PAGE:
On February 18, 2010, Attorney General Holder and Secretary of Agriculture Vilsack announced a $1.25 billion settlement of these so-called Pigford II claims. The Administration included $1.15 billion in its FY2010 supplemental budget request for settlement costs. An amendment (S.Amdt. 3407) to H.R. 4213, the Tax Extenders Act of 2009, to authorize the funding failed on March 10, 2010. A provision in the settlement permitted the plaintiffs to void the settlement if Congress did not appropriate the $1.15 billion by March 31, 2010. Appropriators did not meet that deadline, although USDA Secretary Tom Vilsack sent letters in March to congressional leaders asking them to appropriate money for the settlement, saying that resolving cases of discrimination is a department priority. Because the settlement is clearly a priority of both the USDA and the White House, plaintiffs are unlikely to exercise their right to void the settlement in the near term. Unlike the original Pigford decision, the Pigford II settlement does not include a suggested settlement amount, although it does provide for higher payments to claimants who go through a more rigorous review process. A moratorium on foreclosures of most claimants' farms will be in place until after claimants have gone through the claims process. Payments to successful claimants may begin in the middle of 2011. 

This report highlights some of the events that led up to the Pigford class action suit and outlines the structure of the original settlement agreement. It also discusses the number of claims reviewed, denied, and awarded, and some of the issues raised by various parties.


Date of Report: April 1 2010
Number of Pages: 10
Order Number: RS20430
Price: $29.95

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Asian Carp and the Great Lakes Region

Eugene H. Buck
Specialist in Natural Resources Policy

Harold F. Upton
Analyst in Natural Resources Policy

Charles V. Stern
Analyst in Natural Resources Policy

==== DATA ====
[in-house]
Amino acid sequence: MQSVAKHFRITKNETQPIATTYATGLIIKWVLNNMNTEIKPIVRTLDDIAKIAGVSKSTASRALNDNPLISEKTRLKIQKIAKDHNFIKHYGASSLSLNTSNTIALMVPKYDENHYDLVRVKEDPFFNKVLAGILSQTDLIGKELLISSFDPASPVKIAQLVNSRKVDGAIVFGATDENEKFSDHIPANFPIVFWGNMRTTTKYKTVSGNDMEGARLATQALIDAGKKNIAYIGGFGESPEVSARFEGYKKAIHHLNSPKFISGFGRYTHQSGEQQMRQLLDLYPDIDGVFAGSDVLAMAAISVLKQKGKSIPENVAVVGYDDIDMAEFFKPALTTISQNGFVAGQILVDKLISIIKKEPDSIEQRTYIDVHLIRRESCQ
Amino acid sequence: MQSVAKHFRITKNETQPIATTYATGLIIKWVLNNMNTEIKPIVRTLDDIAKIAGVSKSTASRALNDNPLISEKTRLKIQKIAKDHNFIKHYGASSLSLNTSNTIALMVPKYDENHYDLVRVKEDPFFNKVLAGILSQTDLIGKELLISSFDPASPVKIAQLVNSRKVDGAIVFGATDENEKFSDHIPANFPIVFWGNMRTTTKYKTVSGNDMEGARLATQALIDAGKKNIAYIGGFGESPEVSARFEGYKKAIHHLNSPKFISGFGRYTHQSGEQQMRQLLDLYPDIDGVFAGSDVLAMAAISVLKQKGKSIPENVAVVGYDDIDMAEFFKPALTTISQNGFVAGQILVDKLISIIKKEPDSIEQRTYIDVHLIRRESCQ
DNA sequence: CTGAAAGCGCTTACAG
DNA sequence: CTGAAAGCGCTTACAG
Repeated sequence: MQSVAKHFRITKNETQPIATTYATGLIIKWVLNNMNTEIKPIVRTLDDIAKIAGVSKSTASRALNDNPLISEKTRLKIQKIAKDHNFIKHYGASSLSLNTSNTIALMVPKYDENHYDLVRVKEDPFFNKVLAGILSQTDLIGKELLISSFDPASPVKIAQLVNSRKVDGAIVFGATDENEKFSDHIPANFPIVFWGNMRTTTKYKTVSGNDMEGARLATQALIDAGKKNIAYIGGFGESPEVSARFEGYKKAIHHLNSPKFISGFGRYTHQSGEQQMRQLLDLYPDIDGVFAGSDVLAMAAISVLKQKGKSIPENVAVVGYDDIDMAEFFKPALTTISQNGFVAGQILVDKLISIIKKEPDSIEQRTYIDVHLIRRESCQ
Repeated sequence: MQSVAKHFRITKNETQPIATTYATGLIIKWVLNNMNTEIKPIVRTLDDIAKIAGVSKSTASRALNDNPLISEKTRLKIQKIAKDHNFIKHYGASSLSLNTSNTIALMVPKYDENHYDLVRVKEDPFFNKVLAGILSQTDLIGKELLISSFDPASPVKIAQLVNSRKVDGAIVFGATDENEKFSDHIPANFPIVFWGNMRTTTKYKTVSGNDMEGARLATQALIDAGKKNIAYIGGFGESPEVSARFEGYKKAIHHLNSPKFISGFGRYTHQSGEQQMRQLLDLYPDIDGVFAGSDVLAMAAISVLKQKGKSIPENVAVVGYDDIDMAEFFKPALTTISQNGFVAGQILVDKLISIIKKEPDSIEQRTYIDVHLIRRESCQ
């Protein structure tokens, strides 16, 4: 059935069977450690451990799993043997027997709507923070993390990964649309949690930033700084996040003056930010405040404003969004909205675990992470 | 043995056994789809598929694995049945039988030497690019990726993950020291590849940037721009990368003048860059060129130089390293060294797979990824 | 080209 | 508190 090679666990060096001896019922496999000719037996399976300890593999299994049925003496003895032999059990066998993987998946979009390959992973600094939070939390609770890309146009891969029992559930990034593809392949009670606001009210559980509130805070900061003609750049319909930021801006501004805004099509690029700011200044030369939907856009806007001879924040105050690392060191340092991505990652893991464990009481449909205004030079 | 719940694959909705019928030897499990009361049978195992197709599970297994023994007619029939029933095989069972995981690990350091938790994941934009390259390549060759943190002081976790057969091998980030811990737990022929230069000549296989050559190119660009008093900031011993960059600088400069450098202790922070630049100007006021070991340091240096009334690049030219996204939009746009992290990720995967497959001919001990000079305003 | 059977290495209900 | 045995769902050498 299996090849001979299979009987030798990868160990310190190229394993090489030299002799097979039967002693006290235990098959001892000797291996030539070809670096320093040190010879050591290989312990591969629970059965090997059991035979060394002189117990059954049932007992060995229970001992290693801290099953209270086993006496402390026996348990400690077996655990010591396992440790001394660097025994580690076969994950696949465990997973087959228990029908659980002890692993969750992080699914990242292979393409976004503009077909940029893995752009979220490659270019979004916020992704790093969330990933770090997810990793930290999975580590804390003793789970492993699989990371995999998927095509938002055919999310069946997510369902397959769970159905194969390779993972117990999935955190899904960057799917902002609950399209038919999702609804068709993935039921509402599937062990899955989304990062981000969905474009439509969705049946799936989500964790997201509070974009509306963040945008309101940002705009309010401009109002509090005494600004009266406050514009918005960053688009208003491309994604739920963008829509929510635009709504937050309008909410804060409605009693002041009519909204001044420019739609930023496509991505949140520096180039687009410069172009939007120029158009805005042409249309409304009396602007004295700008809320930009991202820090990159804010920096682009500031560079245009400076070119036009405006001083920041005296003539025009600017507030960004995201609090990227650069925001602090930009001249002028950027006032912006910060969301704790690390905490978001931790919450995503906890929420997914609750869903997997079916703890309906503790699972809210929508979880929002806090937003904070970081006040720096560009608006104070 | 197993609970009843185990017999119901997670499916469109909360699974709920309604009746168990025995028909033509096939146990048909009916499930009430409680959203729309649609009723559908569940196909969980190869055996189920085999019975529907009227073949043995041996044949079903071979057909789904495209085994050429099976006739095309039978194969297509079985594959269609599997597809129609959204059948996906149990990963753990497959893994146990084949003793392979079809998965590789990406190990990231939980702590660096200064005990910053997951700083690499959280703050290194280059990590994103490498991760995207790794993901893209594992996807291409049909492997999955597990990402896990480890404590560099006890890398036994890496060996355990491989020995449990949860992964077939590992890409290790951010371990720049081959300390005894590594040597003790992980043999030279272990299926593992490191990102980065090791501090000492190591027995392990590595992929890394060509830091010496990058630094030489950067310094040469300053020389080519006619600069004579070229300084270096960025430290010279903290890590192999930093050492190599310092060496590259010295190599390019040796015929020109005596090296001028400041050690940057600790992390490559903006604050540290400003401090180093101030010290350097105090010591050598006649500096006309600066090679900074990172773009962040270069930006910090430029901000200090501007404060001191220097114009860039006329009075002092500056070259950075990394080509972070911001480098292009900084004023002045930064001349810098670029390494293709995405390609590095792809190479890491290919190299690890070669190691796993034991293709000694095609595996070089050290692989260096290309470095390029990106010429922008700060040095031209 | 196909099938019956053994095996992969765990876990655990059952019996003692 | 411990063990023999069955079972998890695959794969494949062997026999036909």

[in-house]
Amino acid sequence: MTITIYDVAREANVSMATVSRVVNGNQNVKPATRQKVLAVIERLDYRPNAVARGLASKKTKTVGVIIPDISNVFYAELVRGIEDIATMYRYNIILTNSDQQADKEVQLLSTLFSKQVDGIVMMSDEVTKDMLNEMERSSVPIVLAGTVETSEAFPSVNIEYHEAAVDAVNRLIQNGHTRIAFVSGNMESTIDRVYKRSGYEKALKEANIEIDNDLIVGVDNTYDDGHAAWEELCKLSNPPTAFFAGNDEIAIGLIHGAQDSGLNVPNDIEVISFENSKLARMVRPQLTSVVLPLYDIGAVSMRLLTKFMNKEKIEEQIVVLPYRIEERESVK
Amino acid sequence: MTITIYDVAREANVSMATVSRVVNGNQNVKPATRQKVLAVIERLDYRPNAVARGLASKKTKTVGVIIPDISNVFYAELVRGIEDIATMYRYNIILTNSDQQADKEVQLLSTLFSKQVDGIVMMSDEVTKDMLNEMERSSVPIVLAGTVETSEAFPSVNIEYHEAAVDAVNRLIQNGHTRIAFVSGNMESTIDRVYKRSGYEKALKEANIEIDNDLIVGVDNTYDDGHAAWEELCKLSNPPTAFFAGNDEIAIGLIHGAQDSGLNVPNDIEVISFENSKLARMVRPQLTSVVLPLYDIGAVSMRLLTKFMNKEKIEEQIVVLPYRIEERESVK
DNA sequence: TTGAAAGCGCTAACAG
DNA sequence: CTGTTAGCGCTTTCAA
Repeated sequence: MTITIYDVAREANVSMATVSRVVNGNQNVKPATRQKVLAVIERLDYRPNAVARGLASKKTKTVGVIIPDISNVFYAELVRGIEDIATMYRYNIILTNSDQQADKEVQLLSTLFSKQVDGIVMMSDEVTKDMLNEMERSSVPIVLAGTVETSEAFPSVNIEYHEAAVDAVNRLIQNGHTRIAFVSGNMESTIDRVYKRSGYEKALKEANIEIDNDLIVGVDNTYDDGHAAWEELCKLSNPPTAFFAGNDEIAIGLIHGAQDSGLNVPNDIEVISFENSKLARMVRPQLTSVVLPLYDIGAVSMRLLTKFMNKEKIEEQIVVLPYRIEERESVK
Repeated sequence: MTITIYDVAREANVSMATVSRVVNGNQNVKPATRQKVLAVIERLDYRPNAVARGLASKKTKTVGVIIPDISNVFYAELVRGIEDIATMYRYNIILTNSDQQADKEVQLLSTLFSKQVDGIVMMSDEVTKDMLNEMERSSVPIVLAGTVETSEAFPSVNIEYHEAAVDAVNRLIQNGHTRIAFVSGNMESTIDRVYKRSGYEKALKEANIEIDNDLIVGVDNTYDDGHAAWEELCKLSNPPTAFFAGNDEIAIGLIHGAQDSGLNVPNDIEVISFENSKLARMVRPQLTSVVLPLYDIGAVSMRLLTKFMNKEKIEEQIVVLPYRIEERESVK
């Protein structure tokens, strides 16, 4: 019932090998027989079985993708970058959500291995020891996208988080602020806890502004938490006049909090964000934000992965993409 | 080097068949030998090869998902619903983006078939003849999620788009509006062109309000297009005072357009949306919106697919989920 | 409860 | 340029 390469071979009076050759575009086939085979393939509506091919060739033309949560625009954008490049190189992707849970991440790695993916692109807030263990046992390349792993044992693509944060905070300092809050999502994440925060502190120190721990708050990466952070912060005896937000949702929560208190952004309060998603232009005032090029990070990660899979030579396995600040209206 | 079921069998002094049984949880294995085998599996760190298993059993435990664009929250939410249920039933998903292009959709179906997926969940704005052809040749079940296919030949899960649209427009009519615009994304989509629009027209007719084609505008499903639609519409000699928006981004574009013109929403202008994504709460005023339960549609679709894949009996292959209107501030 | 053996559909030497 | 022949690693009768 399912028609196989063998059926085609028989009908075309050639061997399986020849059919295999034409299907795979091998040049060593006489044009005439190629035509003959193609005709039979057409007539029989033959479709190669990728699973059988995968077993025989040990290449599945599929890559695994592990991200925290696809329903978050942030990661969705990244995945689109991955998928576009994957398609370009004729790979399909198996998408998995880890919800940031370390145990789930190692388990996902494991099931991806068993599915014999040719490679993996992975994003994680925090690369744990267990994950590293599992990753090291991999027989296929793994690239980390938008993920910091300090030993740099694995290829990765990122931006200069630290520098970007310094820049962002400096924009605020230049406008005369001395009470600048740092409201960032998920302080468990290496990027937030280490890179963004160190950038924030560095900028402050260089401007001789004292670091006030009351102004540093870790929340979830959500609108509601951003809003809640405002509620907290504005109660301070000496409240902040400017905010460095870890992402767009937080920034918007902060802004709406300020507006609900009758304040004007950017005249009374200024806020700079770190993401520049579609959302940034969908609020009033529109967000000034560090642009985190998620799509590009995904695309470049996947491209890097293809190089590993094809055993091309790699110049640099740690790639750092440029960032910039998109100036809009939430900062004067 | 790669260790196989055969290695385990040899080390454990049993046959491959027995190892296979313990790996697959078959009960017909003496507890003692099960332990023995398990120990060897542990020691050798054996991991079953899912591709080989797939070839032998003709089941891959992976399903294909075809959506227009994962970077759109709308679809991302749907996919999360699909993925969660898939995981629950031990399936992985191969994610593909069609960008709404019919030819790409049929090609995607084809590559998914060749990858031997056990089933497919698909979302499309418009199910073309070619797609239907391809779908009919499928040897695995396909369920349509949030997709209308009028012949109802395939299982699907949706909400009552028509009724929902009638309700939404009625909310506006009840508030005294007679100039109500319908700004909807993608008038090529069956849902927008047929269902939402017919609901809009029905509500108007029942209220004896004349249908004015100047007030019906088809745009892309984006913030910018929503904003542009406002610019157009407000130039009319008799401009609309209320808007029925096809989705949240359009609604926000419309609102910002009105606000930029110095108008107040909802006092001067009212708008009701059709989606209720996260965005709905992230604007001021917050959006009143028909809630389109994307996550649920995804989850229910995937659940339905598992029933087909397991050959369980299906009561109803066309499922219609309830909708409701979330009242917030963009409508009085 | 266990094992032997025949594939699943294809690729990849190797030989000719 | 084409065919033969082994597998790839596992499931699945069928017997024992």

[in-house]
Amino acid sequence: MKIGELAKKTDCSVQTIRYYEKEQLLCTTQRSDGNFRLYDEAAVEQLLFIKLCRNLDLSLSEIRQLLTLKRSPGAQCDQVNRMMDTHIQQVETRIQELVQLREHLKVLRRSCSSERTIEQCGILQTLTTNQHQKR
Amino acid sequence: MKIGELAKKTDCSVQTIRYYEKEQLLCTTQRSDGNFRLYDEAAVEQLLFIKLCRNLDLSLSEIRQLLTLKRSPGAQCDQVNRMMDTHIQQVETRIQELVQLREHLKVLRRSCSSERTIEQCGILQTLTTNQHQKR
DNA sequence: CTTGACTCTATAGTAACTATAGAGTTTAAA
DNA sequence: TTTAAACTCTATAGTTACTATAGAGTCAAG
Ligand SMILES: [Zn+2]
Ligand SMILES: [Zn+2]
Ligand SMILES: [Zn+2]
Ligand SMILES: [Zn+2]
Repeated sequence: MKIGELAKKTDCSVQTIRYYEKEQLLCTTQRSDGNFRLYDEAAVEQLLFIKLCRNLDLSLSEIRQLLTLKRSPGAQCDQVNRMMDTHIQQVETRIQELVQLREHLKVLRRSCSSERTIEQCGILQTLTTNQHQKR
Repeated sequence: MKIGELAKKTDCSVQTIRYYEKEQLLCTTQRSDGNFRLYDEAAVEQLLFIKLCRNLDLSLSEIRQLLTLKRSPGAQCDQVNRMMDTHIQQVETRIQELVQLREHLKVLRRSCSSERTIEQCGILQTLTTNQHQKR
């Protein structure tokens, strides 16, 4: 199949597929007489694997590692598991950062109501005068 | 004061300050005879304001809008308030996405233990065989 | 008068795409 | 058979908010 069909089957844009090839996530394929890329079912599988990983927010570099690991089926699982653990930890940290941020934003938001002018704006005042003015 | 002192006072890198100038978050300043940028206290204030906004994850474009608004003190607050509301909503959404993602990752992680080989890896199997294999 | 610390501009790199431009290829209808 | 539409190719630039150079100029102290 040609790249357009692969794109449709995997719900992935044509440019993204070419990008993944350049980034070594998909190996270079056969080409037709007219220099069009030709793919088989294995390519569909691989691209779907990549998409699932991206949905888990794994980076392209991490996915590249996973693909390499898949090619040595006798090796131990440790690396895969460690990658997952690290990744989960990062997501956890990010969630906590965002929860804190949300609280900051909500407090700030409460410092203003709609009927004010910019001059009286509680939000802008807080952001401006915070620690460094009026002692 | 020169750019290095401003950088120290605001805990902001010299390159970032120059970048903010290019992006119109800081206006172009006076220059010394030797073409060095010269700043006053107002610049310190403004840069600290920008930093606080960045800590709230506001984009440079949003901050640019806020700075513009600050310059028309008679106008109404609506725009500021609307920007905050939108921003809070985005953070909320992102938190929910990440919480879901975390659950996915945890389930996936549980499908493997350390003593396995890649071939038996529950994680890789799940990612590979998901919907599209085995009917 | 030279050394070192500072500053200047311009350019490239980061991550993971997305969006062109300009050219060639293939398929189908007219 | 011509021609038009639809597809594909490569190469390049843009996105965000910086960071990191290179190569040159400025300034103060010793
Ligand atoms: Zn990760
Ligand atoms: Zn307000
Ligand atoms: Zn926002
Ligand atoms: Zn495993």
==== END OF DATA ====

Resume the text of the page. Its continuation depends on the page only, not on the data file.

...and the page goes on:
James E. Nichols
Law Clerk

Four species of non-indigenous Asian carp are expanding their range in U.S. waterways, resulting in a variety of concerns and problems. Two species—bighead and silver carp—are of particular note, based on the perceived degree of environmental concern. Current controversy relates to what measures might be necessary and sufficient to prevent movement of Asian carp from the Mississippi River drainage into the Great Lakes through the Chicago Area Waterway System. Bills have been introduced in the 111th Congress to direct actions to avoid the possibility of carp becoming established in the Great Lakes. 

According to the Great Lakes Fishery Commission, Asian carp pose a significant threat to commercial and recreational fisheries of the Great Lakes. Asian carp populations could expand rapidly and change the composition of Great Lakes ecosystems. Native species could be harmed because Asian carp are likely to compete with them for food and modify their habitat. It has been widely reported that Great Lakes fisheries generate economic activity of approximately $7 billion annually. Although Asian carp introduction is likely to modify Great Lakes ecosystems and cause harm to fisheries, studies forecasting the extent of potential harm are not available. Therefore, it is not possible to provide estimates of potential changes in the regional economy or economic value (social welfare) by lake, species, or fishery. 

The locks and waterways of the Chicago Area Waterway System (CAWS) have been a focal point for those debating how to prevent Asian carp encroachment on the Great Lakes. The CAWS is the only navigable link between the Great Lakes and the Mississippi River, and many note the potential of these waterways to facilitate invasive species transfers from one basin to the other. The U.S. Army Corps of Engineers has constructed and is currently operating electrical barriers to prevent fish passage. However, in light of recent tests indicating the potential presence of Asian carp in Lake Michigan, increased federal funding to prevent fish encroachment has been announced by the Obama Administration, and calls to permanently separate the two basins have grown. The potential closure of existing navigation structures in the CAWS and the permanent separation of the basins are currently the most contentious issues related to Asian carp control in the region, and a long-term solution has yet to be decided. 

On January 19, 2010, the Supreme Court refused to order emergency measures sought by the State of Michigan to stop the migration of invasive Asian carp toward Lake Michigan from rivers and a sanitary canal in Illinois. Without comment, the Court refused to issue a preliminary injunction that would have closed waterway locks and required other temporary measures in reaction to the discovery of Asian carp upstream in Illinois rivers. On February 4, 2010, Michigan's Attorney General Mike Cox filed a renewed motion, asking the Supreme Court to reconsider issuing a preliminary injunction for the closure of Chicago-area locks based on new evidence that Asian carp are present in Lake Michigan. Michigan's renewed motion for a preliminary injunction was denied by the Supreme Court on March 22, 2010.